Gerald Ross wanted to shake things up when he became dean of McGill University's management faculty in 2000. He came with a reputation for out-of-the-box thinking as a management consultant, but also with strong McGill ties: His father had been the faculty's first dean 32 years earlier. Now, at 60, Ross recently left the dean's job after one term, sadder, wiser and still hopeful about the school's future.
Why are you leaving? Each organization needs different leadership at different times. I'm oriented to helping an organization find direction--I'm not a bureaucrat or a lifelong operating person.
Whose decision was it to leave? I did not seek reappointment.
What will be your legacy? When I came here, [Montreal's]Sherbrooke Street might as well have been the Berlin Wall in terms of the business community's relationship with the faculty. The first thing I did was revamp the advisory board and increase the number of meetings. We also developed a training program to teach executives how to teach. I tried to build critical mass in research and education in some areas: management of health; innovation and entrepreneurship; and globalization, given the international character of McGill. And we launched a program that also teaches faculty to teach.
What are you doing now? I'm an executive-in-residence in McGill's International Executive Institute.
I believe business schools are in the wrong business and we should be looking at management learning throughout the career path. I think we have the opportunity to build the 21st-century version of the corporate university.
Is there money in this? In the United States, it's estimated that the market for lifelong learning in business is $700 billion, and yet currently, management business schools such as Harvard or Stanford supply less than 1%. The reason is that university education is one of the last artisan segments of the economy. If you look at business schools, we have absolutely puny output. But look at the needs for management training in health care, in law firms--and then there is China and India.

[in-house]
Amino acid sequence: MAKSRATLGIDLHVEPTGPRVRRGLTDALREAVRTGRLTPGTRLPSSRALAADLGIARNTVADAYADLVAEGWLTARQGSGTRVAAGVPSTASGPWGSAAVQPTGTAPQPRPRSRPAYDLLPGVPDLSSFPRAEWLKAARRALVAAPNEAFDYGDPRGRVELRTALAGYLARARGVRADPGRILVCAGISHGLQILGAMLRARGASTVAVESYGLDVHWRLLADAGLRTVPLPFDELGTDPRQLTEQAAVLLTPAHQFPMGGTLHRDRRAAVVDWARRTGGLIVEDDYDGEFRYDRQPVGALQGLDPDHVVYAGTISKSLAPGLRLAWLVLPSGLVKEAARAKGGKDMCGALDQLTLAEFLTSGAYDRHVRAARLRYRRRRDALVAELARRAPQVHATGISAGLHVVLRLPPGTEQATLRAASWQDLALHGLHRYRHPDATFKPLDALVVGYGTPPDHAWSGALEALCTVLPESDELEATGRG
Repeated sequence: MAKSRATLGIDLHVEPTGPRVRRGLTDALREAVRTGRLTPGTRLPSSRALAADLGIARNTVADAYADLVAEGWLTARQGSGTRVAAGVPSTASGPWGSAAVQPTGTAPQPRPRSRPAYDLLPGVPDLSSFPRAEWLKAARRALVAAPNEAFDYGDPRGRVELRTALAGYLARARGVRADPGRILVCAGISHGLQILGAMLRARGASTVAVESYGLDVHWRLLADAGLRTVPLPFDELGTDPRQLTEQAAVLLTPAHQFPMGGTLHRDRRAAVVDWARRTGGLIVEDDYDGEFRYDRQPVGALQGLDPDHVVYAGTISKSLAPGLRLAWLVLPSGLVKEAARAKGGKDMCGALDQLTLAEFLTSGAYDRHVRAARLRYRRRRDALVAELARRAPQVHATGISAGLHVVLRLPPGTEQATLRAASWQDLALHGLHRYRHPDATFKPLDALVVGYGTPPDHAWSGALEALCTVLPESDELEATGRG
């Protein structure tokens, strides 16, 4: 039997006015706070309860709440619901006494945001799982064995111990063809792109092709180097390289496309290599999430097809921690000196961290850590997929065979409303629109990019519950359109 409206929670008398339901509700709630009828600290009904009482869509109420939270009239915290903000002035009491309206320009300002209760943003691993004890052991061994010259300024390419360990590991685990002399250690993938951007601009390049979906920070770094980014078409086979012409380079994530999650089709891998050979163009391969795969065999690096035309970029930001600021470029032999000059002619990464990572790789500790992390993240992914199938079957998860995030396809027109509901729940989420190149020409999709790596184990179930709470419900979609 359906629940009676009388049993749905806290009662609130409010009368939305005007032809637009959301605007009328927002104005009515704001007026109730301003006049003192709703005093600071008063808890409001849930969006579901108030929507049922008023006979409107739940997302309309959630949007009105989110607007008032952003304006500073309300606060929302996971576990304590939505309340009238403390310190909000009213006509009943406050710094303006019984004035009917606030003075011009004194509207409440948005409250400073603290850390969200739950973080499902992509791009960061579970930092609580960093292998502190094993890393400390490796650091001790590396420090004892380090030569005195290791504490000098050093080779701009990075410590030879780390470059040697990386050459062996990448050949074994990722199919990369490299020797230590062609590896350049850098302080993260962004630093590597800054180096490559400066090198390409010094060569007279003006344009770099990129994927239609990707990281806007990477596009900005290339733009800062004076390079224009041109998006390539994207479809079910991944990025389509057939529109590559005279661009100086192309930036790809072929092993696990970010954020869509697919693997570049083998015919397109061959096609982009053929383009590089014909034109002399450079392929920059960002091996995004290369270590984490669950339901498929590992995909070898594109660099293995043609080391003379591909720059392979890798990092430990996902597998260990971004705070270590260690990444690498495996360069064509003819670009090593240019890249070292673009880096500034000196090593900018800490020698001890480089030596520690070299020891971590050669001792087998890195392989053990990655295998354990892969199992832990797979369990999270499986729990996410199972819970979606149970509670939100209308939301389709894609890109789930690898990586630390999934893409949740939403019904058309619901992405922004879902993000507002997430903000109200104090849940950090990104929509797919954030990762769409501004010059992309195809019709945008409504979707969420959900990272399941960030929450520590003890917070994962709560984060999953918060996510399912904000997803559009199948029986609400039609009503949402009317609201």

What sort of change do you expect?
All kinds of schools are groping for new ideas. Nobody has cracked the code, and it's going to blow over the next five years. Whoever comes out of that will do for business education what Dell did for computing. But I think the patterns will be set, not by the top 10 schools, but by someone in the top 20 or 30, who has some brand, who is feeling a little pain and doesn't want to out-Harvard Harvard.
How did you come up with this idea? The faculty wrote a vision and asked, "Who is the customer?" We decided it is the lifelong learner. The degree is simply the appetizer for learning. It should teach you how to learn, give you the basics and establish a habit for learning. Our program should be like a spa: You don't go to a spa for 10 years. You go for a week to kick-start you into better habits. You come back from time to time as you slip.
What is your advice to your as-yet-unnamed successor?
I would say, "Raise fees." We're working with $1,900 a year for an undergraduate and $3,400 for an MBA.
Isn't that a political decision? It is and it isn't--we have all kinds of privatized programs. You could argue that McGill could go into a portfolio strategy with a very small public program and 80% of students in private programs. That requires a will on the university's part.
I would advise my successor to get money, because you can't run on empty forever.
How optimistic are you?
I think organizations have to hit the wall before the penny drops, and I think the penny will drop. While it may slide downhill a little bit more, when the penny drops, McGill is perfectly capable of rethinking itself. It's like a fish that has rolled up on the beach and it's about eight inches from the water and it's flopping around saying, "Water, water, water." Yet all it has to do is roll over three times and it will be fine.